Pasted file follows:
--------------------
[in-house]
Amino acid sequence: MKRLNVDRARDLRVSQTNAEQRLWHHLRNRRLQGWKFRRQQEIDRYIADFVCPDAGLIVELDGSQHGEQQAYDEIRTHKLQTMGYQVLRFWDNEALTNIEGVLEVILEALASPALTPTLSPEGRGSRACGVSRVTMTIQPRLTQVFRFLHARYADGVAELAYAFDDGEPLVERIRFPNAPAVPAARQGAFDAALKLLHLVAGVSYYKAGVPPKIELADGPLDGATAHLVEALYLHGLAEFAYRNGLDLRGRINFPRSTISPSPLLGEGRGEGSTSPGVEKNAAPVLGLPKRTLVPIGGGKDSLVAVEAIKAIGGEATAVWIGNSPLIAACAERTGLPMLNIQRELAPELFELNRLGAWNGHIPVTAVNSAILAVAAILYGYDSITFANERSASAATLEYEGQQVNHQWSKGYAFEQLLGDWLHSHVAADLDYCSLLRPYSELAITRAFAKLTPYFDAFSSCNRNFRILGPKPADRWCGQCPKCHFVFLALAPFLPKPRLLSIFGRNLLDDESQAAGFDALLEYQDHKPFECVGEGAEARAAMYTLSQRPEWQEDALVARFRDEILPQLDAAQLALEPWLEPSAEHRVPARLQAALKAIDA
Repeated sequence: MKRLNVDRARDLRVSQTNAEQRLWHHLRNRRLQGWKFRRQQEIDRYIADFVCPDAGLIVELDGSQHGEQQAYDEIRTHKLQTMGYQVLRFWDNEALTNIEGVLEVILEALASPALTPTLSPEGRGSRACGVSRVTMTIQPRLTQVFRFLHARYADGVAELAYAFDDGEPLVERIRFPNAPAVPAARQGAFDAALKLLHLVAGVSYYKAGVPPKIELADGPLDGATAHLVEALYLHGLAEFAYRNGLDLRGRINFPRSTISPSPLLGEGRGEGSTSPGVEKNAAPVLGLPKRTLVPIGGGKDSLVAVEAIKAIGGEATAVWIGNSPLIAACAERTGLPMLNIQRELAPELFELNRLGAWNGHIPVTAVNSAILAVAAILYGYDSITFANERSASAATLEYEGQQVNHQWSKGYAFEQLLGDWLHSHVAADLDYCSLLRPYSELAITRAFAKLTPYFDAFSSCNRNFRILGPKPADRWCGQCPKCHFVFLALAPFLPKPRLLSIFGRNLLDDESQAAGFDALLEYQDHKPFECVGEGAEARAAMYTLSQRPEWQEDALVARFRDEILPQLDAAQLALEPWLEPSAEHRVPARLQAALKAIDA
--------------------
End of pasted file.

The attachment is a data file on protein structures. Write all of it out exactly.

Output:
[in-house]
Amino acid sequence: MKRLNVDRARDLRVSQTNAEQRLWHHLRNRRLQGWKFRRQQEIDRYIADFVCPDAGLIVELDGSQHGEQQAYDEIRTHKLQTMGYQVLRFWDNEALTNIEGVLEVILEALASPALTPTLSPEGRGSRACGVSRVTMTIQPRLTQVFRFLHARYADGVAELAYAFDDGEPLVERIRFPNAPAVPAARQGAFDAALKLLHLVAGVSYYKAGVPPKIELADGPLDGATAHLVEALYLHGLAEFAYRNGLDLRGRINFPRSTISPSPLLGEGRGEGSTSPGVEKNAAPVLGLPKRTLVPIGGGKDSLVAVEAIKAIGGEATAVWIGNSPLIAACAERTGLPMLNIQRELAPELFELNRLGAWNGHIPVTAVNSAILAVAAILYGYDSITFANERSASAATLEYEGQQVNHQWSKGYAFEQLLGDWLHSHVAADLDYCSLLRPYSELAITRAFAKLTPYFDAFSSCNRNFRILGPKPADRWCGQCPKCHFVFLALAPFLPKPRLLSIFGRNLLDDESQAAGFDALLEYQDHKPFECVGEGAEARAAMYTLSQRPEWQEDALVARFRDEILPQLDAAQLALEPWLEPSAEHRVPARLQAALKAIDA
Repeated sequence: MKRLNVDRARDLRVSQTNAEQRLWHHLRNRRLQGWKFRRQQEIDRYIADFVCPDAGLIVELDGSQHGEQQAYDEIRTHKLQTMGYQVLRFWDNEALTNIEGVLEVILEALASPALTPTLSPEGRGSRACGVSRVTMTIQPRLTQVFRFLHARYADGVAELAYAFDDGEPLVERIRFPNAPAVPAARQGAFDAALKLLHLVAGVSYYKAGVPPKIELADGPLDGATAHLVEALYLHGLAEFAYRNGLDLRGRINFPRSTISPSPLLGEGRGEGSTSPGVEKNAAPVLGLPKRTLVPIGGGKDSLVAVEAIKAIGGEATAVWIGNSPLIAACAERTGLPMLNIQRELAPELFELNRLGAWNGHIPVTAVNSAILAVAAILYGYDSITFANERSASAATLEYEGQQVNHQWSKGYAFEQLLGDWLHSHVAADLDYCSLLRPYSELAITRAFAKLTPYFDAFSSCNRNFRILGPKPADRWCGQCPKCHFVFLALAPFLPKPRLLSIFGRNLLDDESQAAGFDALLEYQDHKPFECVGEGAEARAAMYTLSQRPEWQEDALVARFRDEILPQLDAAQLALEPWLEPSAEHRVPARLQAALKAIDA